Unity National Park
Memorial Statue at Unity National Park

Once upon a time, Midtown was a decayed, ruined, broken shell of what had been a thriving neighborhood, gutted by nuclear fire and picked to clean bones by desperate scavengers. The skeleton of the city that was is still present here, visible in the contours of the terrain. An eye-watering glint of light hints at windows still intact, somewhere beneath verdant vines; piles of masonry and warped metal yield artificial hills which now host shrubs and low-growing plants. Trees dwarf the reaching digits of twisted, tangled rebar, and last year's brown, crispy leaves hide stretches of open pavement — and the cars that choke other parts of what once were streets.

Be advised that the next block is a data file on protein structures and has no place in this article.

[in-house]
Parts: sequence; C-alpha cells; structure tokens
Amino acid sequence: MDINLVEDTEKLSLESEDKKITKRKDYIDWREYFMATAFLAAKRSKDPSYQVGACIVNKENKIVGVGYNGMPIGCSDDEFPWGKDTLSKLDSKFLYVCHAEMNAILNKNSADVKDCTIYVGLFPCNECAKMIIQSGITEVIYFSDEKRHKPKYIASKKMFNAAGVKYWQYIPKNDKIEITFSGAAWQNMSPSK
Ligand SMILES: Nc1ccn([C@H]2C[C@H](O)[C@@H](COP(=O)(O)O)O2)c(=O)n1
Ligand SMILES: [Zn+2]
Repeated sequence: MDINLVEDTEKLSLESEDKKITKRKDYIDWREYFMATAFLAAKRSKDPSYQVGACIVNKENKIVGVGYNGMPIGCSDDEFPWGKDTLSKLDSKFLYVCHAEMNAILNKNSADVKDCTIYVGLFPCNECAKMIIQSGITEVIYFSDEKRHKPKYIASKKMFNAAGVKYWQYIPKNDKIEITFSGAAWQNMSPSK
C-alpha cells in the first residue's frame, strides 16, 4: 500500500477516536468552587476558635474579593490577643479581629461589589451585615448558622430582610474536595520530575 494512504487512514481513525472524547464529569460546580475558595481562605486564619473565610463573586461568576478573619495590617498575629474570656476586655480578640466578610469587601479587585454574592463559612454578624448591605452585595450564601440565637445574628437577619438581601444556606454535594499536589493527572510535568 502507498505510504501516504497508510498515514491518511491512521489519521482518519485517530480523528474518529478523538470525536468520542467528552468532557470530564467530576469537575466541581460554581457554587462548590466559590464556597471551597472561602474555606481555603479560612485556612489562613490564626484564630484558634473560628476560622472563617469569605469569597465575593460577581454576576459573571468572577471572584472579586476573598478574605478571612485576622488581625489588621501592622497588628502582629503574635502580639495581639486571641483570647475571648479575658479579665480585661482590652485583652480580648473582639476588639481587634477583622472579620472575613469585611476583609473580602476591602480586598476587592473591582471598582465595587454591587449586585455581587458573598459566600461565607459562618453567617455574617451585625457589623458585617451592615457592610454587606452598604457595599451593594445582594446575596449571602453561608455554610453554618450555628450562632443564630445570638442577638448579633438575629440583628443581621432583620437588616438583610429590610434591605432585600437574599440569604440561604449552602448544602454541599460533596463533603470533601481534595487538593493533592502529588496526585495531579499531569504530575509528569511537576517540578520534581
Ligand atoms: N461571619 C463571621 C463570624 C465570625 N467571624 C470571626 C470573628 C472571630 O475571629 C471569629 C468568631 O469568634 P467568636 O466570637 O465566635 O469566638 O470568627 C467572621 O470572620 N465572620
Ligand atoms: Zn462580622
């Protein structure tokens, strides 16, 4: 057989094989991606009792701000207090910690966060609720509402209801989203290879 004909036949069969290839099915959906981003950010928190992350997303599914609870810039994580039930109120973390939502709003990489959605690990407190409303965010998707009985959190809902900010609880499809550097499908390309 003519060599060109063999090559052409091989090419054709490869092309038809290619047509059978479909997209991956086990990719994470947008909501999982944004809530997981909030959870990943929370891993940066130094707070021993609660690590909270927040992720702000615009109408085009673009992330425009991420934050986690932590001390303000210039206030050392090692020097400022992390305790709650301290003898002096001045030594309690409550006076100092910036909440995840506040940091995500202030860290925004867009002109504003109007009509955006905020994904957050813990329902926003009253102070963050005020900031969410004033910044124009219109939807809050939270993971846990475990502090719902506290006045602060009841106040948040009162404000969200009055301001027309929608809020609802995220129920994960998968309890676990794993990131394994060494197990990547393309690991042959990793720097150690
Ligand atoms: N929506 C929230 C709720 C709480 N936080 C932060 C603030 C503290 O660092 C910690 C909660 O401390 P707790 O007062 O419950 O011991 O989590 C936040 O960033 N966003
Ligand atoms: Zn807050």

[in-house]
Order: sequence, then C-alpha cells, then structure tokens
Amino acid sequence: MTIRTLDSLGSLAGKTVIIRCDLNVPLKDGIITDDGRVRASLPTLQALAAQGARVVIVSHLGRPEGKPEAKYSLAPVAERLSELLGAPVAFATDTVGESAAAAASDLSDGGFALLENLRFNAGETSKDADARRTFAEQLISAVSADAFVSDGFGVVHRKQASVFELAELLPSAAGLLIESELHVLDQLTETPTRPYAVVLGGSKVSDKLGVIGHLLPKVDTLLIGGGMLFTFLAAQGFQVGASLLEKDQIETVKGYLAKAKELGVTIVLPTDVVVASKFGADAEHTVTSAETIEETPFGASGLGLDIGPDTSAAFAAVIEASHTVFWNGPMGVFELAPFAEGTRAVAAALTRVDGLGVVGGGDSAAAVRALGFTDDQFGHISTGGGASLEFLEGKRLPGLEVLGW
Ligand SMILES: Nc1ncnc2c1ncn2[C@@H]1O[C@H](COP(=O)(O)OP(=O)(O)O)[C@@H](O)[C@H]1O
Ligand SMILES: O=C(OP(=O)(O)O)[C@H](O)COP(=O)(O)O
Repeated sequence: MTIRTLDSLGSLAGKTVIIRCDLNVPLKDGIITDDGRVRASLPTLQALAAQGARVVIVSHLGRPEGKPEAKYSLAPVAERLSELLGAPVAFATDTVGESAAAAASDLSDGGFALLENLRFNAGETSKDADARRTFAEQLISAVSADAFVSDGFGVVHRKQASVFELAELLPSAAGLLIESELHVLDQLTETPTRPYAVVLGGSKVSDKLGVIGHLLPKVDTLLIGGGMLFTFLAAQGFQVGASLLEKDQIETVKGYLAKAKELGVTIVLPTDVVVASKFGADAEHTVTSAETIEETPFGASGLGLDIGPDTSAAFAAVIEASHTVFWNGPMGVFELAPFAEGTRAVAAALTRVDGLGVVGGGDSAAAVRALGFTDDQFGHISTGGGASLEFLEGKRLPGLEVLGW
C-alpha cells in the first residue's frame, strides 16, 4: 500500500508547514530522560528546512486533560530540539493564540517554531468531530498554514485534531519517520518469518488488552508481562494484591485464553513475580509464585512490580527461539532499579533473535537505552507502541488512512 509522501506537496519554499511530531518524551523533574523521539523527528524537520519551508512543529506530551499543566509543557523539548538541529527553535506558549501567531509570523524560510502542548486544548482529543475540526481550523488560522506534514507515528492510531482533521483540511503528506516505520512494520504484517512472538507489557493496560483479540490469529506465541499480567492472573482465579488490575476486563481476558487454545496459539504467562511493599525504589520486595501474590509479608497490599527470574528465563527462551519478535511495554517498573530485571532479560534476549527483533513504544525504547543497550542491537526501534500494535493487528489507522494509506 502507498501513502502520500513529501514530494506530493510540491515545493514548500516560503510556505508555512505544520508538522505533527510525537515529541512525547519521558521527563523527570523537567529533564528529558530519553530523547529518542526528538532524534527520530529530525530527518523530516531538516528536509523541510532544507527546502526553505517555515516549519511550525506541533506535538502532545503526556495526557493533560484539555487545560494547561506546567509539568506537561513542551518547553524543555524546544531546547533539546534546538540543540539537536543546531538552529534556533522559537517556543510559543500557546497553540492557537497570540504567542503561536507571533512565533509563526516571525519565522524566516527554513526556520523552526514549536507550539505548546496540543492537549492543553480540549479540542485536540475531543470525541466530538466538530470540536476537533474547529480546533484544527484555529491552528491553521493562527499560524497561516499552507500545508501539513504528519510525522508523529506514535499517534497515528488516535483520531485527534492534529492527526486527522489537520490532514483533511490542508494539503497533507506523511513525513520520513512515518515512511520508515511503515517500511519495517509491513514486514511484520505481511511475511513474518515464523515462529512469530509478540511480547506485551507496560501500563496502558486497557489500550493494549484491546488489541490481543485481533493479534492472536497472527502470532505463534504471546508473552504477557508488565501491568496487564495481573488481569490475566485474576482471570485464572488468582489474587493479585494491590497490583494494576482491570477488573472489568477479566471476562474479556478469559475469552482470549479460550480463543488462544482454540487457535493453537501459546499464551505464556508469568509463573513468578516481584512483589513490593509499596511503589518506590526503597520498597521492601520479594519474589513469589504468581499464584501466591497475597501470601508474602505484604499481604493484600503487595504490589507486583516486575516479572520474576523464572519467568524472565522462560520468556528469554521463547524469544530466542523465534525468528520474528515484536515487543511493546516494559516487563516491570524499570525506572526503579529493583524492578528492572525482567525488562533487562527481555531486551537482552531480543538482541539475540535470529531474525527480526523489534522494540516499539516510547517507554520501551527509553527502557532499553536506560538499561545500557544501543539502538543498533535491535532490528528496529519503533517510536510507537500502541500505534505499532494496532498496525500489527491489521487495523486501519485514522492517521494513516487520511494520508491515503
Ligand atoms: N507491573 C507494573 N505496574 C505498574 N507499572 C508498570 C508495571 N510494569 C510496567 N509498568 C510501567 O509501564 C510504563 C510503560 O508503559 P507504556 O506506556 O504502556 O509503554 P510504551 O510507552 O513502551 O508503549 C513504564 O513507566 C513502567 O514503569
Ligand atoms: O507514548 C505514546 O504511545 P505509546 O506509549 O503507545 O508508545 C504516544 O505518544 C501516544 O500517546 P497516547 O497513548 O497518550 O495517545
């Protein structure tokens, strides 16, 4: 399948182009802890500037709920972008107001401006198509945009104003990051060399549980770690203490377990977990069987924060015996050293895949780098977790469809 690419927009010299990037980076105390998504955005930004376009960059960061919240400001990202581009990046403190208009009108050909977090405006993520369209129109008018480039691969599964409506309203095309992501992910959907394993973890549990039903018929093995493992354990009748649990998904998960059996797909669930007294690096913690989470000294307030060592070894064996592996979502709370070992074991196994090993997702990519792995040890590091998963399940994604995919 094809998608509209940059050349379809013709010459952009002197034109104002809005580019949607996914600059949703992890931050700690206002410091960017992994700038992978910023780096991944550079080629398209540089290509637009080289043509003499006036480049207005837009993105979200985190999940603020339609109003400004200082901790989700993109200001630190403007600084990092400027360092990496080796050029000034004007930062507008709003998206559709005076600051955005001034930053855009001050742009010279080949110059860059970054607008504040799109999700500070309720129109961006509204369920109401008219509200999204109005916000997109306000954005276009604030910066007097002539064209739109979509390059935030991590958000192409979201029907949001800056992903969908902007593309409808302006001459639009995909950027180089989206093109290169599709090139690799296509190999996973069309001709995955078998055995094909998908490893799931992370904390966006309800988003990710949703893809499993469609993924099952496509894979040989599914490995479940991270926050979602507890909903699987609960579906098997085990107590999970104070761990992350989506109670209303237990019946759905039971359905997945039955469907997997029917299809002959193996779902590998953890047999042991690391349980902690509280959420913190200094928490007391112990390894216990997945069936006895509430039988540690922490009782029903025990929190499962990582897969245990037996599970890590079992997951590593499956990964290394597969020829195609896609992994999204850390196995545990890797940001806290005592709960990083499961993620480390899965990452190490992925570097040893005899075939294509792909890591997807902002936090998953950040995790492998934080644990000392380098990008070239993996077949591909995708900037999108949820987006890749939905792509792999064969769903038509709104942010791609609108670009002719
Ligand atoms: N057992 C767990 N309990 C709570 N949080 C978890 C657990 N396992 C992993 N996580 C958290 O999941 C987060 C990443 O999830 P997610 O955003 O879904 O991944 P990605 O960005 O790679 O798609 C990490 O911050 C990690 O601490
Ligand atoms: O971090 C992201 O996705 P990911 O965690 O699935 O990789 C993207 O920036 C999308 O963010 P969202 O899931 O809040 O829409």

Postapocalyptic wasteland has been replaced by a thriving park ecosystem, although this park has yet to be defaced by paved walkways and interpretive signs. It exists, unfenced and undivided, in the center of New York City, melding seamlessly with Central Park to the north. A miracle wrought by Evolved abilities, the visible beneficence of Arthur and Peter Petrelli, Unity National Park is a living memorial to all of those lost in the 2006 Manhattan Explosion and the terrorist acts which followed after it, culminating in the Columbia Bombing of 2011. In the crater at the park's center stands Unity Park's sole new artificial construct — a graceful stair-step sculpture of white marble which hearkens back to the red helix once present in Kirby Plaza. On its vertical faces are inscribed the names of the dead which this memorial honors.

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